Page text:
Using the setup of the Lk model we start by conducting a positive analysis of the mechanism in the behavioral environment. We show that if there is a systematic difference in the perceptions of random-L0 actions and true types, then the agents distort their types at the first level and, by extension, also at the higher levels of rationality. Thereby we observe compensating behavior of finite-level agents in an AGV mechanism, that is, distorting one’s report in the opposite direction to the opponents’ anticipated bias. This is due to the fact that the AGV mechanism rewards for the expected externality, where the expectation is measured with respect to the true types. A simple implication of this result is that the AGV mechanism could use the distribution of random actions, as opposed to types, to achieve truth-telling among Lk agents. Consequently, we adjust the AGV mechanism by changing transfer for L1 agents in the case where the principal’s has sufficient information. Otherwise, we introduce a betting scheme to elicit the agents’ knowledge of the environment that the principal uses at a subsequent stage to induce truth-telling.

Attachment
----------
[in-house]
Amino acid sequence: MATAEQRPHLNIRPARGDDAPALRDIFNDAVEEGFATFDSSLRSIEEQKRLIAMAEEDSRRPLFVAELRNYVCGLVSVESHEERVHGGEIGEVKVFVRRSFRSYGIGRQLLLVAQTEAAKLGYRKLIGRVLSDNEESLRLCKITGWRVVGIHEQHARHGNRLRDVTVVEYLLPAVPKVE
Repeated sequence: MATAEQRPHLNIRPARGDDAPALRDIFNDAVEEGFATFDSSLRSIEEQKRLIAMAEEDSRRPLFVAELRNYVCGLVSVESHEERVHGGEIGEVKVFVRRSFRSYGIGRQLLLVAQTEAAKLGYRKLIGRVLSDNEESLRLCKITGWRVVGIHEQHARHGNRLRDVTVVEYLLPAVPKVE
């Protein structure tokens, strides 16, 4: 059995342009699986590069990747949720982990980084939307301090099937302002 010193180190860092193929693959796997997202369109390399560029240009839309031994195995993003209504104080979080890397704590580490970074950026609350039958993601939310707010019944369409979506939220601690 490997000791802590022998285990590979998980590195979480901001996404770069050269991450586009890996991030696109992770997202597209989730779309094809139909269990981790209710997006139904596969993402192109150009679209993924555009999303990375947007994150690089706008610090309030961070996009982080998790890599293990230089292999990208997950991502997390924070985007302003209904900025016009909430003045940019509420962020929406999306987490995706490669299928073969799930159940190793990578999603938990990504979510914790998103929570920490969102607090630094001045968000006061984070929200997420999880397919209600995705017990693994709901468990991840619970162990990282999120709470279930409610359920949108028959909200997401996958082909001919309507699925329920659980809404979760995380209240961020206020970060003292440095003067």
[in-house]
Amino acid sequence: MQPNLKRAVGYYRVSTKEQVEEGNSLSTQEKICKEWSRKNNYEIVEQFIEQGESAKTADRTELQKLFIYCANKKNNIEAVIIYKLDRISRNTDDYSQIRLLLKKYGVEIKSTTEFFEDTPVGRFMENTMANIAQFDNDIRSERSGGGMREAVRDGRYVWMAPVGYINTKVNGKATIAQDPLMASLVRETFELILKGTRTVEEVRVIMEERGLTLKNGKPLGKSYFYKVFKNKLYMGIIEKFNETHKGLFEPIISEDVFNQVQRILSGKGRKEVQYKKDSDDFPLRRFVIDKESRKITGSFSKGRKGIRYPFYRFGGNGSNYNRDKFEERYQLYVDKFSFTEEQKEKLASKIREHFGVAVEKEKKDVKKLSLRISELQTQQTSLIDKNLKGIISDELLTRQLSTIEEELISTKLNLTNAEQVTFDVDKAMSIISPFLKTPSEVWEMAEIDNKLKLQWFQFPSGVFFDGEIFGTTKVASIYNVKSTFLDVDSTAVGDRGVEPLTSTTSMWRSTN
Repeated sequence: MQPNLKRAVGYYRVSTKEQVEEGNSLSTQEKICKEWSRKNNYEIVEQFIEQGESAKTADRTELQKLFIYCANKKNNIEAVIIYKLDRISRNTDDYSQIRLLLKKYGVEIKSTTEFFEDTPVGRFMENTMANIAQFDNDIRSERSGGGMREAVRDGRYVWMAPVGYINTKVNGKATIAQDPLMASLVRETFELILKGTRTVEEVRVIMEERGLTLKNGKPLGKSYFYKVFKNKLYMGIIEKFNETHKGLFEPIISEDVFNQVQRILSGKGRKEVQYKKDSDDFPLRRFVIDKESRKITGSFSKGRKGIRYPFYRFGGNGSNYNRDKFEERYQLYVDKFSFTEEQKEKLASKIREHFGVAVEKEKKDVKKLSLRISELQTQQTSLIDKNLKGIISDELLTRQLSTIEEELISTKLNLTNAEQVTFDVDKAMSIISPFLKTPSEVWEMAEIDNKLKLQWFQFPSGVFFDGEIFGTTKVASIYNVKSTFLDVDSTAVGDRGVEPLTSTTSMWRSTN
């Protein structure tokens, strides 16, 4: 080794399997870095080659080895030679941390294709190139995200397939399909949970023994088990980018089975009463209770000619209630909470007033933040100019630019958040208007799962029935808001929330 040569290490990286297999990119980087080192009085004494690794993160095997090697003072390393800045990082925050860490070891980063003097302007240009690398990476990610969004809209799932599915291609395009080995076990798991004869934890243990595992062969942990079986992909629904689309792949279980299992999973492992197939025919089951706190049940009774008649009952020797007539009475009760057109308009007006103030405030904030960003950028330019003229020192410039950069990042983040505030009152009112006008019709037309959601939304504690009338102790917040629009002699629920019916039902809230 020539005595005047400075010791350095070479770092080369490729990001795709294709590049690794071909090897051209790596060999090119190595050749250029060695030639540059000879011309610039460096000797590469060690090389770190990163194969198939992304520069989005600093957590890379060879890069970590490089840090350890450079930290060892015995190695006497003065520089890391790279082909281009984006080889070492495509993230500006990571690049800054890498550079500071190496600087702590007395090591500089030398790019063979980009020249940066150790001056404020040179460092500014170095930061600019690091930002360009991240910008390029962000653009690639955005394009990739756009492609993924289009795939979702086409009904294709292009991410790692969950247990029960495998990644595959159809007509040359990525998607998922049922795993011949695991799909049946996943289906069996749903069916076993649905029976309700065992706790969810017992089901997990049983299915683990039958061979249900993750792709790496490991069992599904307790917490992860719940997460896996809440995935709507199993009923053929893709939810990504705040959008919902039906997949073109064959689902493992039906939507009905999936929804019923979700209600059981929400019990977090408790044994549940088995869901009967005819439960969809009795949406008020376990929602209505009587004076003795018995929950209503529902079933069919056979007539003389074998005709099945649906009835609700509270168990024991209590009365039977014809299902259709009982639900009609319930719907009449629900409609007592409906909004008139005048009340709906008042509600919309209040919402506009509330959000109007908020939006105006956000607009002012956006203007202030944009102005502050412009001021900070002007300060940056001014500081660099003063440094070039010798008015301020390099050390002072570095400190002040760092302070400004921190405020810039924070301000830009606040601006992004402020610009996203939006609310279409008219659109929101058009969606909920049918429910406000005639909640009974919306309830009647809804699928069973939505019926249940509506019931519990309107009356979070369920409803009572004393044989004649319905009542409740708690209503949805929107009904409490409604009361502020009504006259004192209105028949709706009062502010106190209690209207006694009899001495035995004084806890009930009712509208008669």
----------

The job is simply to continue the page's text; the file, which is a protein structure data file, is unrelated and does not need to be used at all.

Altogether, our results suggest that the AGV mechanism is fairly robust to the iterative thinking environment. First, in the truthful-L0 specification there is no distortion of truth-telling and efficiency. Second, if there is distortion of truth-telling, its sign alternates and its absolute value decreases with k. Therefore, in mixed groups of agents with various levels k the biases cancel out and the mechanism’s outcome is close to efficiency. This also implies that starting from L2 in the cognitive hierarchy model best replies are located within a smaller neighborhood of truth-telling. Third, the mechanism can be adjusted to the Lk framework in a way that maintains its key properties.